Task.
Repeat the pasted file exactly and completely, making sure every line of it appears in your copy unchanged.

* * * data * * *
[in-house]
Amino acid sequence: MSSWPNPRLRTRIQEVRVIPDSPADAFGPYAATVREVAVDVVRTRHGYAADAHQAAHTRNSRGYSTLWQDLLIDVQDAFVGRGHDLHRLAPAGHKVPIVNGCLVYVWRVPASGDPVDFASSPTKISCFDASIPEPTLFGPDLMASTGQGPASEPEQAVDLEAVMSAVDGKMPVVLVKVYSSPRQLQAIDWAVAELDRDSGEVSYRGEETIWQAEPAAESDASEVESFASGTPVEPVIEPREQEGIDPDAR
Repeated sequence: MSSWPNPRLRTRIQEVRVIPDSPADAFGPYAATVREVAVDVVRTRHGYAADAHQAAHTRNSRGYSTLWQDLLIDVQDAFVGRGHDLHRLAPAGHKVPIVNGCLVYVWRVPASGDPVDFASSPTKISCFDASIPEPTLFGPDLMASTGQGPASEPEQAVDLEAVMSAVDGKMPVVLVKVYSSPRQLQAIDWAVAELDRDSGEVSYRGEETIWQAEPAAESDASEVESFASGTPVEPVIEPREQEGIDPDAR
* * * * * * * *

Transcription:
[in-house]
Amino acid sequence: MSSWPNPRLRTRIQEVRVIPDSPADAFGPYAATVREVAVDVVRTRHGYAADAHQAAHTRNSRGYSTLWQDLLIDVQDAFVGRGHDLHRLAPAGHKVPIVNGCLVYVWRVPASGDPVDFASSPTKISCFDASIPEPTLFGPDLMASTGQGPASEPEQAVDLEAVMSAVDGKMPVVLVKVYSSPRQLQAIDWAVAELDRDSGEVSYRGEETIWQAEPAAESDASEVESFASGTPVEPVIEPREQEGIDPDAR
Repeated sequence: MSSWPNPRLRTRIQEVRVIPDSPADAFGPYAATVREVAVDVVRTRHGYAADAHQAAHTRNSRGYSTLWQDLLIDVQDAFVGRGHDLHRLAPAGHKVPIVNGCLVYVWRVPASGDPVDFASSPTKISCFDASIPEPTLFGPDLMASTGQGPASEPEQAVDLEAVMSAVDGKMPVVLVKVYSSPRQLQAIDWAVAELDRDSGEVSYRGEETIWQAEPAAESDASEVESFASGTPVEPVIEPREQEGIDPDAR